A negative mind might suggest that Marriott is culling young talent for innovative ideas that it can turn around and slap a Marriott logo on; however, the brand deserves credit for going all in on its millenniall-or-bust development strategy.
Marriott International is going after millennials from every angle possible.
Last week it launched a new “food and drink concept lab” called Canvas that may give young travelers one more reason to consider the brand.
Marriott is inviting entrepreneurial chefs to apply for a residence at one of 16 hotels across North America, the Middle East, Asia, and Europe. If chosen, the participants can build out and test their food or beverage business ideas in the hotel-based labs.
Marriott plans to invest up to $50,000 in each of the concepts, giving entrepreneurial chefs the ability and space to fully build out their idea.
“It was amazing when we saw this whole new kind of entrepreneurialism and how these people thought about food and beverage,” Lindlbauer describes as part of the research phase.
Concepts will be judged on originality, skill, quality of submission, business plan and ROI and selected by a committee of entrepreneurs and local food, beverage, marketing and finance experts.
To apply, users must submit an online application, a video highlighting their personality, and a fully developed business plan.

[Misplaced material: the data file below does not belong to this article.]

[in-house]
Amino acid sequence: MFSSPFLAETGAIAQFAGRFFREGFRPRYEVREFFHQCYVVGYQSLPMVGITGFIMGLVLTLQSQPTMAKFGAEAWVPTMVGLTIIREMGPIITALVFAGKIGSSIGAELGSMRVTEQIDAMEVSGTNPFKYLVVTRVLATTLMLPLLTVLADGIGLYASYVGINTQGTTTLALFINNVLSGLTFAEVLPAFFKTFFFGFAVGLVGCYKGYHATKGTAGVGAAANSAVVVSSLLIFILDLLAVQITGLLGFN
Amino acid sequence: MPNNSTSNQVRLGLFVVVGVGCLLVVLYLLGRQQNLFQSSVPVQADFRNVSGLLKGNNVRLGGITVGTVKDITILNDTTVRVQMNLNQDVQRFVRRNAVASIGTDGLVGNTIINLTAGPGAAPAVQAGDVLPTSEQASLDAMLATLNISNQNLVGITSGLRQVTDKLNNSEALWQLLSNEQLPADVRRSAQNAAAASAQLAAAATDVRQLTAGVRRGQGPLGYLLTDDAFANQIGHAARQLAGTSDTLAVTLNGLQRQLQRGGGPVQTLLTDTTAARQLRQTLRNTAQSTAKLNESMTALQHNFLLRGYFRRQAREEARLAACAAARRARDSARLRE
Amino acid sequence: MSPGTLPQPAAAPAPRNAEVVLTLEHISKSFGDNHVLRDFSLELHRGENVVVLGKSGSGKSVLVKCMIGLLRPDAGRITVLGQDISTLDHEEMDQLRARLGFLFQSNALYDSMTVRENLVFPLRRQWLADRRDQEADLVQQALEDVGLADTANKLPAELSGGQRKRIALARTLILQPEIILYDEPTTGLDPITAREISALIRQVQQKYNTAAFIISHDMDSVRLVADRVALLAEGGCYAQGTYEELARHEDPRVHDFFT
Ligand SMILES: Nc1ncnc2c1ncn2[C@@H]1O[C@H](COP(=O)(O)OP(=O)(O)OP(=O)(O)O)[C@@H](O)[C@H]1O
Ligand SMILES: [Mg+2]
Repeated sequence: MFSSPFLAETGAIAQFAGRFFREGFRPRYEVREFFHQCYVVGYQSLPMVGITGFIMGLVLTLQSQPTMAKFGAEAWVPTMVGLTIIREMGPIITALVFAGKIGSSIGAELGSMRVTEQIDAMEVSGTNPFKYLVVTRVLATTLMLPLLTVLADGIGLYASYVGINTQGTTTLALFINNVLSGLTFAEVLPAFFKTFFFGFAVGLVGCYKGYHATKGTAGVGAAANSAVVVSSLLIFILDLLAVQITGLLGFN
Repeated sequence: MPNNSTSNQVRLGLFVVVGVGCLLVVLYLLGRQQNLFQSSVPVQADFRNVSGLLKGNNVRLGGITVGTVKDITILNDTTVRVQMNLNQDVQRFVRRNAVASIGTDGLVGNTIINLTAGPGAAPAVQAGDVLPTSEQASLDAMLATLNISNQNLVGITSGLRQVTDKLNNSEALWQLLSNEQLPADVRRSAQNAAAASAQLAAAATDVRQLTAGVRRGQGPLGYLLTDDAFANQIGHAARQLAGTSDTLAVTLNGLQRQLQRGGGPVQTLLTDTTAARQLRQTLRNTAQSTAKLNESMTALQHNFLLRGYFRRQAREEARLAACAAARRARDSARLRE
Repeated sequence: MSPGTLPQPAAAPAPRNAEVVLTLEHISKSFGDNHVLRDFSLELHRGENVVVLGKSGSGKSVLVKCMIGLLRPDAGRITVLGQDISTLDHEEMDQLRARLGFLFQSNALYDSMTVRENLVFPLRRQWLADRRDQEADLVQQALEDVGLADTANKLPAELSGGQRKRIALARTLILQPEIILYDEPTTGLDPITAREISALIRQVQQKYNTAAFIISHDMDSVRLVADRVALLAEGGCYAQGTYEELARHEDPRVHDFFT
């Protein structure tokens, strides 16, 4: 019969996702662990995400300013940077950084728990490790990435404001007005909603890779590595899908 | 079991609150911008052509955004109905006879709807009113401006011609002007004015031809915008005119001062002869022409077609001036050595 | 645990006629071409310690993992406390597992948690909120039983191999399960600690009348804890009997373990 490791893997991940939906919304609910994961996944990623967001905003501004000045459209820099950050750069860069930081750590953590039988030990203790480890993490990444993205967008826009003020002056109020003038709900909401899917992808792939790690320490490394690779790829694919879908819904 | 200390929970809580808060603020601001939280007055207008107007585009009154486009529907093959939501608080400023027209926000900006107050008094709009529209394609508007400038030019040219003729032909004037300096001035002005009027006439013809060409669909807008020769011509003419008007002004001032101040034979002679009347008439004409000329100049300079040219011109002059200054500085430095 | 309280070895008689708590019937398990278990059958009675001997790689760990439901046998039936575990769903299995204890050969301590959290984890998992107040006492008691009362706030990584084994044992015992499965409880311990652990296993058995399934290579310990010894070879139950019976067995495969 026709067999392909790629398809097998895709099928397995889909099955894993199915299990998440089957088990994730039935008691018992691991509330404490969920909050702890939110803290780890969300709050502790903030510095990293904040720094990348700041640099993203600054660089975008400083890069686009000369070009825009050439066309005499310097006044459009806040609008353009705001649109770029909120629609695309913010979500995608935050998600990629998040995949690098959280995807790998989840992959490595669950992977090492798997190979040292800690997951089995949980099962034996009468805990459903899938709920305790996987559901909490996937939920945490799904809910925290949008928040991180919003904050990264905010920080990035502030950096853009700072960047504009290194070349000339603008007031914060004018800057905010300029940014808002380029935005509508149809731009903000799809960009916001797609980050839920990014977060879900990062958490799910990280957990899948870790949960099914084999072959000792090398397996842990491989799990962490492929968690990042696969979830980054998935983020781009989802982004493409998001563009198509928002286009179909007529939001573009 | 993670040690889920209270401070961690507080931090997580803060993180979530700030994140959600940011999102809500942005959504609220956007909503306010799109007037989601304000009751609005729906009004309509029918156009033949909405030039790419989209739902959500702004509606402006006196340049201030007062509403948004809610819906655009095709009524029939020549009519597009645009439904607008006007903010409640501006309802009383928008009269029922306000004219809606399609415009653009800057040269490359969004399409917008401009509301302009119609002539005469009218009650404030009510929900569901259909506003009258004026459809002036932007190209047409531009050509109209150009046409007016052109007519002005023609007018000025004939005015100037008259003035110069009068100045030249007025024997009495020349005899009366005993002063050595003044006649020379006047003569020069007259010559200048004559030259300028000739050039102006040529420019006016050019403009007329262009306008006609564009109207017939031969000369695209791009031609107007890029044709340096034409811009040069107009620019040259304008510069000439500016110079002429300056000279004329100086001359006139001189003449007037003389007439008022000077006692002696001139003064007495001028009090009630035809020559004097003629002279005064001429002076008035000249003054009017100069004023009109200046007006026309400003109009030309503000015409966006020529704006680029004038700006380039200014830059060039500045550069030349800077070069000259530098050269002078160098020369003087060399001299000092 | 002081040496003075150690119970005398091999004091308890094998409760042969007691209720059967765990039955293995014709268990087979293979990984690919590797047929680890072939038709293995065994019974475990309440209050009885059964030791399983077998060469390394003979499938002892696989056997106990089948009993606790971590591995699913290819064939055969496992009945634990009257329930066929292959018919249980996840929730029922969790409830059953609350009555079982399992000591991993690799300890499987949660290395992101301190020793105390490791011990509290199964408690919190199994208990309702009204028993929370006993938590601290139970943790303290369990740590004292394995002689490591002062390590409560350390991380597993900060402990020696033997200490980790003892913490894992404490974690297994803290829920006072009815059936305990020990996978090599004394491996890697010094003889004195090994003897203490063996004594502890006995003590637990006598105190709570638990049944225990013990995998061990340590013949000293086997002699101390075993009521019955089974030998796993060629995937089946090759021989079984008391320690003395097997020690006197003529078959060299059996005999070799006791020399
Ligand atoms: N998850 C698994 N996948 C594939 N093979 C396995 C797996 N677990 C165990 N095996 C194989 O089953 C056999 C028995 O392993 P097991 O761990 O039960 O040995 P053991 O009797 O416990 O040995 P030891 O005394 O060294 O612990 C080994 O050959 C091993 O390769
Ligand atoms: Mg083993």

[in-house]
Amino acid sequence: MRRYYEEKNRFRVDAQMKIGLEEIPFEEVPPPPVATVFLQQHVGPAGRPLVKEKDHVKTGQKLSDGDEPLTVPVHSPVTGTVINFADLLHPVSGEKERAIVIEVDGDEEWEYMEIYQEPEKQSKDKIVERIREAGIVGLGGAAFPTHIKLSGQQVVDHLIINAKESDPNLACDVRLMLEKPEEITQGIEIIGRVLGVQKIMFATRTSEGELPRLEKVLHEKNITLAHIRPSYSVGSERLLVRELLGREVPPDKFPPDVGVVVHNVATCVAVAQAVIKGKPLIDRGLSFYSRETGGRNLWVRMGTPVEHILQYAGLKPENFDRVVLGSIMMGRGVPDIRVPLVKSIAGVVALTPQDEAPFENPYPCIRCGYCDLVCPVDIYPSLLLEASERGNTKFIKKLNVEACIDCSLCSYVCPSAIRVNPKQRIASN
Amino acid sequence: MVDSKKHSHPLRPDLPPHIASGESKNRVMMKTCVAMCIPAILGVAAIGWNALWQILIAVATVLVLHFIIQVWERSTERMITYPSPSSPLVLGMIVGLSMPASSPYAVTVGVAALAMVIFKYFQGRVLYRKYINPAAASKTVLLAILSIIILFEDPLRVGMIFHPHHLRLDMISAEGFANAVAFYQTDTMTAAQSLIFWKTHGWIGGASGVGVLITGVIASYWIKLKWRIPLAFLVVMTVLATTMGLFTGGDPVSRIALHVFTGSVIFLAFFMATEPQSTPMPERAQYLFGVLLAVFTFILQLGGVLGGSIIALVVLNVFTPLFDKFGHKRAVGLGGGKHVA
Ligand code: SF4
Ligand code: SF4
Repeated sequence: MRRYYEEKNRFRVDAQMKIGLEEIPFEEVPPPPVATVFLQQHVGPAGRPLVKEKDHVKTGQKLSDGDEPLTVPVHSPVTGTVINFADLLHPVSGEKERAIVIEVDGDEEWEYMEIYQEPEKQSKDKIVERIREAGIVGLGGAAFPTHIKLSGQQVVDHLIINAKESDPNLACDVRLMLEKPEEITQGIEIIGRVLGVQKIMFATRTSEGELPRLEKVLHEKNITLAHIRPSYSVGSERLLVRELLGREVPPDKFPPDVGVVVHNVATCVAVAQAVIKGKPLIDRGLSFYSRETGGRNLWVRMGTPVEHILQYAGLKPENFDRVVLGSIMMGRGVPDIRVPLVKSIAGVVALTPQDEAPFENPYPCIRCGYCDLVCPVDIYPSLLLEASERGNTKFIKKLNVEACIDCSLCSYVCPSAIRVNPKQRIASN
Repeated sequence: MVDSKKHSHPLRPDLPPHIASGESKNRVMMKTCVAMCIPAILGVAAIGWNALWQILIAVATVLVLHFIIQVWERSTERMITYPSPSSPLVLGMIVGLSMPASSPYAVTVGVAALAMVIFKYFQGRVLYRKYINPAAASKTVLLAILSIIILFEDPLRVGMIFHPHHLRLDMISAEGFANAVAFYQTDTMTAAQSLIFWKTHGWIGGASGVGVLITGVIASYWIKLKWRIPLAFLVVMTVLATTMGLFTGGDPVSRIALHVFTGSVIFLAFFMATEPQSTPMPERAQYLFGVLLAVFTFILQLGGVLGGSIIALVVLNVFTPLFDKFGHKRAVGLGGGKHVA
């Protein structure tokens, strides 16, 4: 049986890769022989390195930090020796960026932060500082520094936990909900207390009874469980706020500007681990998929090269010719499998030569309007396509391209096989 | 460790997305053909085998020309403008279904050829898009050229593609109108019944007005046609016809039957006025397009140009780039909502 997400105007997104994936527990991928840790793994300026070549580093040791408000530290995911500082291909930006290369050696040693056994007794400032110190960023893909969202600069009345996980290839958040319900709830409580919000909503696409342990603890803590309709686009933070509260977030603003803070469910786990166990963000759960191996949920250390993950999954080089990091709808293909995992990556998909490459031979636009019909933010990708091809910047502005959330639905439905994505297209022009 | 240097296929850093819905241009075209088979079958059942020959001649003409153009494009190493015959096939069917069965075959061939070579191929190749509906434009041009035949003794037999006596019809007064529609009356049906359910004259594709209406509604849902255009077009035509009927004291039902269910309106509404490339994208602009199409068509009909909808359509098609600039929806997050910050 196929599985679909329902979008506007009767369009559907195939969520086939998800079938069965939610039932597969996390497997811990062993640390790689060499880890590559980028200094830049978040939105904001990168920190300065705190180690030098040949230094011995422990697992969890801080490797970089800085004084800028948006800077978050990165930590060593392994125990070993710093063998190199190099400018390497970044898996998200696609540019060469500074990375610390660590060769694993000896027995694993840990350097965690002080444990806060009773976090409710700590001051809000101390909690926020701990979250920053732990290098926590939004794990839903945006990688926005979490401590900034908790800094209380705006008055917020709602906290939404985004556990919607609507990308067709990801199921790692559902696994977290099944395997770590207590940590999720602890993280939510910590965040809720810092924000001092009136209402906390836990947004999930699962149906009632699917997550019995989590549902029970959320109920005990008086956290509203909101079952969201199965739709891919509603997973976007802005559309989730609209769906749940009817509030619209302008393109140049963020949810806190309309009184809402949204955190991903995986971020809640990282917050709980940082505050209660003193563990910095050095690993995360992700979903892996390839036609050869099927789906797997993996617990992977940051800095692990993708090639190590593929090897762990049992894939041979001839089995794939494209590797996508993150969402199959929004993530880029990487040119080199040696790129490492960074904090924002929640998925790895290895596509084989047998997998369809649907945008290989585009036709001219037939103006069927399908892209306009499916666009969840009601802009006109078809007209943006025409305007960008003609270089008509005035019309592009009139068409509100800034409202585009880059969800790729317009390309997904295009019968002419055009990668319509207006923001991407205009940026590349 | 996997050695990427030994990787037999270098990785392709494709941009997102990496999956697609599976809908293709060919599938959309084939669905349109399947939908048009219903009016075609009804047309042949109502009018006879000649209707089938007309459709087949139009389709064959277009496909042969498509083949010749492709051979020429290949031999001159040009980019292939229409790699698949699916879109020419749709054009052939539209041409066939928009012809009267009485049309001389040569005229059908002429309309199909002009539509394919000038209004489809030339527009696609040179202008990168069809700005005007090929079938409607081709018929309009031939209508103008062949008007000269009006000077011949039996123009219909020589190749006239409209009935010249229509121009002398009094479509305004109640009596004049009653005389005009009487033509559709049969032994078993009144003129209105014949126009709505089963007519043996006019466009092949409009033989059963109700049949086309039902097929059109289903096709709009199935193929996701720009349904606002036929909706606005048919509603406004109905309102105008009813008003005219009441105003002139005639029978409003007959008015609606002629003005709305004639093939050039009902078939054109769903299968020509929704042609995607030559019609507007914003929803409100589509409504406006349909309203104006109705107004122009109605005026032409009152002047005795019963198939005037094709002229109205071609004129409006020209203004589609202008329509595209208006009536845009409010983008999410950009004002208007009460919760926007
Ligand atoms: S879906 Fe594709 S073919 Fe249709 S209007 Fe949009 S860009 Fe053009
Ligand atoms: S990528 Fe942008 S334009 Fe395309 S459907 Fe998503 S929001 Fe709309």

The hotel group is not set on a specific outcome at this time, explains said Wolfgang Lindlbauer, Marriott’s global food and beverage executive.
The chefs could continue to operate their concepts at a Marriott hotel under their own name, seek additional funding to create their own restaurant, or fail with one idea and stay at Marriott to test another.
Canvas comes as part of Marriott’s many initiatives to attract and engage millennials.
Marriott launched its “Travel Brilliantly” campaign in June 2013 and has since built on it with a video game that results in rewards points, toured the country with virtual reality headsets, and created its own creative content studio that’s dabbling with a Snapchat strategy.
Marriott CEO Arne Sorenson talked with Skift about millennials’ and Marriott’s values earlier this year.
“What they want is to do business with people and companies that are genuine and authentic. I think that plays right into what Marriott is. We are real about our commitment to our people and our guests, we are real about our involvement in communities, and we partner with other causes that our hotels adopt around the world,” Sorenson said.
“We’re trying to do business in a way that is both, obviously successful, and has a deeper meaning associated with it. That’s something that I think milliennials value as much as, if not more than, older travelers.”
Below is the introduction video for Marriott’s new concept lab:
Have a confidential tip for Skift? Get in touch
Photo credit: The Chicago Marriott O'Hare got creative with its food offerings when it installed a healthy vending machine in its lobby. Farmers' Fridge